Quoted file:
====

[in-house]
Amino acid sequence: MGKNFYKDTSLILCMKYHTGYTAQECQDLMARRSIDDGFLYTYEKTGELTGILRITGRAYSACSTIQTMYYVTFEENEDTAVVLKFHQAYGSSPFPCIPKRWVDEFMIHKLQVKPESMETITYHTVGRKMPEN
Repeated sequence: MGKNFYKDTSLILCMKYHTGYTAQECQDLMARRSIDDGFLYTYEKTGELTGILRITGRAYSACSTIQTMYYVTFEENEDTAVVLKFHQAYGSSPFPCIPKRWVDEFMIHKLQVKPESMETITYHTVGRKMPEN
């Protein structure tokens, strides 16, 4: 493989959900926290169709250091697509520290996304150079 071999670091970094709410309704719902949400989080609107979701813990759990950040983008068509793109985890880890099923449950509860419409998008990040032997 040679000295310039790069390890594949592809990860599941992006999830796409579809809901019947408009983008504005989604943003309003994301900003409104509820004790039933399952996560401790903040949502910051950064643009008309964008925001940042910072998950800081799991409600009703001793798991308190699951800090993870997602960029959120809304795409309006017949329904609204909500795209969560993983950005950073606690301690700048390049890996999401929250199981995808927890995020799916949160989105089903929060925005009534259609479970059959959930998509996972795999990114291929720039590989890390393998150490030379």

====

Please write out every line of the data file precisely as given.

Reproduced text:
[in-house]
Amino acid sequence: MGKNFYKDTSLILCMKYHTGYTAQECQDLMARRSIDDGFLYTYEKTGELTGILRITGRAYSACSTIQTMYYVTFEENEDTAVVLKFHQAYGSSPFPCIPKRWVDEFMIHKLQVKPESMETITYHTVGRKMPEN
Repeated sequence: MGKNFYKDTSLILCMKYHTGYTAQECQDLMARRSIDDGFLYTYEKTGELTGILRITGRAYSACSTIQTMYYVTFEENEDTAVVLKFHQAYGSSPFPCIPKRWVDEFMIHKLQVKPESMETITYHTVGRKMPEN
């Protein structure tokens, strides 16, 4: 493989959900926290169709250091697509520290996304150079 071999670091970094709410309704719902949400989080609107979701813990759990950040983008068509793109985890880890099923449950509860419409998008990040032997 040679000295310039790069390890594949592809990860599941992006999830796409579809809901019947408009983008504005989604943003309003994301900003409104509820004790039933399952996560401790903040949502910051950064643009008309964008925001940042910072998950800081799991409600009703001793798991308190699951800090993870997602960029959120809304795409309006017949329904609204909500795209969560993983950005950073606690301690700048390049890996999401929250199981995808927890995020799916949160989105089903929060925005009534259609479970059959959930998509996972795999990114291929720039590989890390393998150490030379």